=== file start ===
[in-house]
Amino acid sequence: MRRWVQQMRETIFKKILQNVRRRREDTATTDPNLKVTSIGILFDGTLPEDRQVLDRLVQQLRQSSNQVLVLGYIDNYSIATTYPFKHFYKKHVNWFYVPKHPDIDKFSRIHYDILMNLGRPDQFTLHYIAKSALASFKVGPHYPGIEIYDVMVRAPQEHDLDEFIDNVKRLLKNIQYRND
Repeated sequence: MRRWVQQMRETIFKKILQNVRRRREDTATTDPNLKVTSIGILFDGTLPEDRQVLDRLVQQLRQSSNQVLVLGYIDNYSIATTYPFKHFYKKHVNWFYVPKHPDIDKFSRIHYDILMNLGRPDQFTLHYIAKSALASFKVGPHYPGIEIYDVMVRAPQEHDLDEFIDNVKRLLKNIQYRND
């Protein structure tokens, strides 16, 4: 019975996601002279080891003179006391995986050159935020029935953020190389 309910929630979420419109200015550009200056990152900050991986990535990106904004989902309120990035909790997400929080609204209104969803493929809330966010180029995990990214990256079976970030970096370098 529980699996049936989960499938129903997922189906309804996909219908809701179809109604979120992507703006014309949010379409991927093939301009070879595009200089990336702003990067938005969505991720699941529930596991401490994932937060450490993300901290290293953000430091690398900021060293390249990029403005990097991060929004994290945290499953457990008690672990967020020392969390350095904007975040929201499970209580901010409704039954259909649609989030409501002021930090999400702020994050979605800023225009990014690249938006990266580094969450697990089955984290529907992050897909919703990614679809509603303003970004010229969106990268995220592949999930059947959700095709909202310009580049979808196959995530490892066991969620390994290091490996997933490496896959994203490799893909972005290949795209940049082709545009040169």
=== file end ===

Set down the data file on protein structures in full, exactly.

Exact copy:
[in-house]
Amino acid sequence: MRRWVQQMRETIFKKILQNVRRRREDTATTDPNLKVTSIGILFDGTLPEDRQVLDRLVQQLRQSSNQVLVLGYIDNYSIATTYPFKHFYKKHVNWFYVPKHPDIDKFSRIHYDILMNLGRPDQFTLHYIAKSALASFKVGPHYPGIEIYDVMVRAPQEHDLDEFIDNVKRLLKNIQYRND
Repeated sequence: MRRWVQQMRETIFKKILQNVRRRREDTATTDPNLKVTSIGILFDGTLPEDRQVLDRLVQQLRQSSNQVLVLGYIDNYSIATTYPFKHFYKKHVNWFYVPKHPDIDKFSRIHYDILMNLGRPDQFTLHYIAKSALASFKVGPHYPGIEIYDVMVRAPQEHDLDEFIDNVKRLLKNIQYRND
């Protein structure tokens, strides 16, 4: 019975996601002279080891003179006391995986050159935020029935953020190389 309910929630979420419109200015550009200056990152900050991986990535990106904004989902309120990035909790997400929080609204209104969803493929809330966010180029995990990214990256079976970030970096370098 529980699996049936989960499938129903997922189906309804996909219908809701179809109604979120992507703006014309949010379409991927093939301009070879595009200089990336702003990067938005969505991720699941529930596991401490994932937060450490993300901290290293953000430091690398900021060293390249990029403005990097991060929004994290945290499953457990008690672990967020020392969390350095904007975040929201499970209580901010409704039954259909649609989030409501002021930090999400702020994050979605800023225009990014690249938006990266580094969450697990089955984290529907992050897909919703990614679809509603303003970004010229969106990268995220592949999930059947959700095709909202310009580049979808196959995530490892066991969620390994290091490996997933490496896959994203490799893909972005290949795209940049082709545009040169």